Pelvic pain is a broad term used to describe either sharp or dull pain that occurs below your belly button, including hips, buttocks, and genital area, lasting six months or longer. Pelvic pain may become chronic. The underlying cause of pelvic pain could be a symptom of another disease, and treating that disease may reduce or eliminate discomfort.
What is Pelvic Pain?
Pelvic pain is either a sharp, stabbing pain or a dull ache below the belly button and between the hips. Various underlying conditions can cause pelvic pain. Pelvic inflammatory disease and STDs, specifically gonorrhea or chlamydia, may sometimes cause pelvic discomfort and pain.
Pelvic pain can arise from digestive problems such as Crohn's disease, diverticulitis, irritable bowel syndrome (IBS), and appendicitis. It may also be associated with issues involving the female reproductive system, such as painful ovulation (Mittelschmerz) or menstrual cramps. Problems arising from muscle and connective tissue in the structure of the pelvic floor (pelvic floor dysfunction) or bladder sources, such as interstitial cystitis (painful bladder syndrome), are also known causes of pelvic pain.
Pelvic pain in women
Pelvic pain in women is often directly related to their reproductive system. Therefore, if you’ve been experiencing pelvic pain for an extended period, it’s recommended that you schedule an appointment with your gynecologist to determine the cause of your pain.
- Endometriosis - A painful condition where the uterine lining grows outside of the uterus and attaches itself to the ovaries, fallopian tubes, the wall of the uterus, and even other organs. Though not necessarily dangerous, endometriosis can cause pelvic pain along with other issues.
- Uterine fibroids - noncancerous tumors that grow inside or outside of the uterine wall. Doctors are not sure what causes fibroids, but believe them to be hormone-related. Some fibroids grow large, driving longer, heavier, and more painful periods. Fibroids can cause pelvic pain, bloating and pressure, and pain during sexual intercourse.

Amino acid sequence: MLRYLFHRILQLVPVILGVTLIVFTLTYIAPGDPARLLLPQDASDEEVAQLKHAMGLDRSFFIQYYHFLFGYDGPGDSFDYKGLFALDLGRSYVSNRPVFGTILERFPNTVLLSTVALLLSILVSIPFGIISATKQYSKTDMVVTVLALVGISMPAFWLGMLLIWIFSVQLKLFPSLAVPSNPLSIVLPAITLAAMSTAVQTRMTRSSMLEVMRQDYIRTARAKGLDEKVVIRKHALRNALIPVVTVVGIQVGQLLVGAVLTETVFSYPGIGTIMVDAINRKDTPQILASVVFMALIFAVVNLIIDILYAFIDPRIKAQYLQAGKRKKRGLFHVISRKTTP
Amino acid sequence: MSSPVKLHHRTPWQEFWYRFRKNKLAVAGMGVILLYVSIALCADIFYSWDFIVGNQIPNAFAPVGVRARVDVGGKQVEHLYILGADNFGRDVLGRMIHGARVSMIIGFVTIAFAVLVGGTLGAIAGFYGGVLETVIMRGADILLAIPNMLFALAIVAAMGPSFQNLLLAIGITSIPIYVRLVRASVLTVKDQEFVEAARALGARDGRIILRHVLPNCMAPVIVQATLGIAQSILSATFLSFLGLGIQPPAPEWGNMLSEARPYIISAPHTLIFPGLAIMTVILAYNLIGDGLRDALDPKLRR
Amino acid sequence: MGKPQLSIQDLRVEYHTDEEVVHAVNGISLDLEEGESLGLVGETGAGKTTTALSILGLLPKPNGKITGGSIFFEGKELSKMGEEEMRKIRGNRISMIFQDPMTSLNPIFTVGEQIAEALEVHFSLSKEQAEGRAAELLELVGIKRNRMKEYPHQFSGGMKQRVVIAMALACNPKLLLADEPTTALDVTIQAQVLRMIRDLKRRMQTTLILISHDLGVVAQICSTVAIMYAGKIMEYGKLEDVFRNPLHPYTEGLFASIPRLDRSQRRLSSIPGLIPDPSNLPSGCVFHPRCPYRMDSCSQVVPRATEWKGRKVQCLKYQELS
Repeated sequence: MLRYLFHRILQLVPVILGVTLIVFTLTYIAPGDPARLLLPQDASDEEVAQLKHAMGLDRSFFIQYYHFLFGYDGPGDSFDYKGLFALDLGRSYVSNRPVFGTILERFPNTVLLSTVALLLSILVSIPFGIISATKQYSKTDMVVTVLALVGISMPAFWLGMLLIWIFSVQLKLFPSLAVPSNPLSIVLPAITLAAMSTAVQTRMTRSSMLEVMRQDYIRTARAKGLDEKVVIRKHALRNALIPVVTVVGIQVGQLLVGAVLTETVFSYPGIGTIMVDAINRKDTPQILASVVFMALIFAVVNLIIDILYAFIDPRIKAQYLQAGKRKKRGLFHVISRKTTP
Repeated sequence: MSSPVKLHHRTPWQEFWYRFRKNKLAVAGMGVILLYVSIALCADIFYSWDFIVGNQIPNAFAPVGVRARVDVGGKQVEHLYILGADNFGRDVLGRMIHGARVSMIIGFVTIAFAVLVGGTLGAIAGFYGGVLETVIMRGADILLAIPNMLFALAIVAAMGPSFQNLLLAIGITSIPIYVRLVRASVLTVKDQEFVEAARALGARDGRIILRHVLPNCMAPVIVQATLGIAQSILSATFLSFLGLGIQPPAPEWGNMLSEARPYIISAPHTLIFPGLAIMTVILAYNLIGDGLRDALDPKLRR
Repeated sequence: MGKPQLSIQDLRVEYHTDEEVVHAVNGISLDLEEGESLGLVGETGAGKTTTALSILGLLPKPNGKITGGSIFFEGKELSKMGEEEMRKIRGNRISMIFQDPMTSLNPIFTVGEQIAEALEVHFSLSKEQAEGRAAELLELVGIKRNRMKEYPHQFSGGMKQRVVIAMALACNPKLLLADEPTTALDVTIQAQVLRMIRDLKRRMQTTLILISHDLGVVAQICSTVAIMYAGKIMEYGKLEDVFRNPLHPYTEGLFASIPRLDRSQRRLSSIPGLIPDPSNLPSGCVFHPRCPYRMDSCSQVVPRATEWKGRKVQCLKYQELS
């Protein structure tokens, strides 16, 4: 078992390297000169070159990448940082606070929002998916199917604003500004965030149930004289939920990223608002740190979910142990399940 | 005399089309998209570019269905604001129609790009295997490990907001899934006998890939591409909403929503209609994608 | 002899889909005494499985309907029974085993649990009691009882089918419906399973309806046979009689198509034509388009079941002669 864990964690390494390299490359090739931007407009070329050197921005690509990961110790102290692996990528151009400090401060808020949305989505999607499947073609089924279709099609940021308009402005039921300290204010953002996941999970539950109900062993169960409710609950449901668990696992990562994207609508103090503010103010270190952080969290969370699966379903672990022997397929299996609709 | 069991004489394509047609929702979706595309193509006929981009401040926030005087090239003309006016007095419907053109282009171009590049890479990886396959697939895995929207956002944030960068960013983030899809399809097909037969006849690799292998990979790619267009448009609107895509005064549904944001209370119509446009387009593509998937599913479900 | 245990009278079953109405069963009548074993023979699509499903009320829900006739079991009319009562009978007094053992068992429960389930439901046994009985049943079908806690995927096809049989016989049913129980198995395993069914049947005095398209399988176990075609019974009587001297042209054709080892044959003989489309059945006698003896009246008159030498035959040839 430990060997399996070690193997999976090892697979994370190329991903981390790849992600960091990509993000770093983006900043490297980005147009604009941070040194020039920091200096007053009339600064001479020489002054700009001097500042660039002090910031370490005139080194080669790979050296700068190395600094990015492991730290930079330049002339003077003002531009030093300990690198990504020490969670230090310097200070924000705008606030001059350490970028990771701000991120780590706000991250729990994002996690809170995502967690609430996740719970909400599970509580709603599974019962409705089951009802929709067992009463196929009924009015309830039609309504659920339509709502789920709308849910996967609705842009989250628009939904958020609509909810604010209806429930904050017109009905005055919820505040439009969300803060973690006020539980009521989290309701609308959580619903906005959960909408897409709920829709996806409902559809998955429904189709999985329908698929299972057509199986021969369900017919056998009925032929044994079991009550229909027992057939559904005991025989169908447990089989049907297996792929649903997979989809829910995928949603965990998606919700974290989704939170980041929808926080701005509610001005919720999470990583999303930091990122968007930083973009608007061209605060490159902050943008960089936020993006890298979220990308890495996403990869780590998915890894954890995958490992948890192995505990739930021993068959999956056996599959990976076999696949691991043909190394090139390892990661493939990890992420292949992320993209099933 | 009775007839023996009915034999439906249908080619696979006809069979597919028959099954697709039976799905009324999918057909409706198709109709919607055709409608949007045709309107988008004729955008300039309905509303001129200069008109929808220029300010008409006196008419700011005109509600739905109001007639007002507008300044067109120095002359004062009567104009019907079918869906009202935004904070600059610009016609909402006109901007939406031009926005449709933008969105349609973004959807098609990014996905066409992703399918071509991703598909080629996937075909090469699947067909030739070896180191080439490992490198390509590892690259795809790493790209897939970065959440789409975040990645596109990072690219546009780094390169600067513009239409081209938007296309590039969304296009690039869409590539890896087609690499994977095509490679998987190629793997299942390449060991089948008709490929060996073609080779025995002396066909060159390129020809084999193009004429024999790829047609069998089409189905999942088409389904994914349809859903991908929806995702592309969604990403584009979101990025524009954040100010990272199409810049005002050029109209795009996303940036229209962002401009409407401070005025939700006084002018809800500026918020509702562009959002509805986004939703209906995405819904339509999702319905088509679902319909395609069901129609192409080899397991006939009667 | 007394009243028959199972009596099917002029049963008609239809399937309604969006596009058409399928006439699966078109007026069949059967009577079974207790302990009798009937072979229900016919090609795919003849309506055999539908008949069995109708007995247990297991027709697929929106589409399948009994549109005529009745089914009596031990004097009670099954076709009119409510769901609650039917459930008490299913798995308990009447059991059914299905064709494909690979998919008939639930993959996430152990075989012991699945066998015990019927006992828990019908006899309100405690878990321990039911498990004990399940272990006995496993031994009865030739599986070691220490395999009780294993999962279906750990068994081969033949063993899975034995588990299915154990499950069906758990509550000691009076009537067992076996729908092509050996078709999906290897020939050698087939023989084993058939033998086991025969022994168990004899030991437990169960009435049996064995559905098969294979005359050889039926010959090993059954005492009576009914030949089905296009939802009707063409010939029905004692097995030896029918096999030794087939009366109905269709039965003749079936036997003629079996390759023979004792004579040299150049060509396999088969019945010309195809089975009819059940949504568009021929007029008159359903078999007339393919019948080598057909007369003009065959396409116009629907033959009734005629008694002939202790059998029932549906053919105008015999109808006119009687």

- 1 in 5 women will develop pelvic pain during pregnancy called pelvic girdle pain (PGP) or symphysis pubis dysfunction (SPD)
- Adenomyosis - A condition when the inner lining of the uterus breaks through the uterine wall. Though not considered life-threatening, the condition can cause pelvic pain.
Symptoms of Pelvic Pain
Some pelvic pain symptoms include:
- Menstrual pain and cramping
- Pelvic pressure with gas or bloating
- Painful or difficult urination
- Constipation or diarrhea
- Painful sexual intercourse
What are the Causes of Pelvic Pain?
Pelvic pain is not limited to women; men can also be affected by pelvic pain. As with women,
men's pelvic pain can be related to the male reproductive system. Other possible causes for pelvic pain include:
- Sexually transmitted infections (STDs)
- Urinary tract infections (UTIs)
- Prostatitis (inflammation of the prostate gland)
- Irritable bowel syndrome (IBS)
Pelvic Pain Risk Factors
Pelvic pain is a common problem among women. Frequent risk factors for pelvic pain include:
- Ectopic pregnancy (pregnancy outside the uterus)
- Pelvic inflammatory disease (PID) – an infection of the reproductive organs
- Ovarian cysts
- Recent childbirth
When to See a Doctor
If you find that your pelvic pain becomes chronic, disrupts your daily life, or symptoms worsen, contact your health care provider to determine whether a more serious underlying factor is the cause of your pelvic pain. There are NewYork-Presbyterian doctors available who specialize in treating issues associated with pelvic pain.
Address Your Pelvic Pain Symptoms at NewYork-Presbyterian
NewYork-Presbyterian has developed a unique approach to personalized care for women experiencing pelvic pain. It’s important to discuss your symptoms with a doctor in order to properly treat and diagnose the cause of your pelvic pain.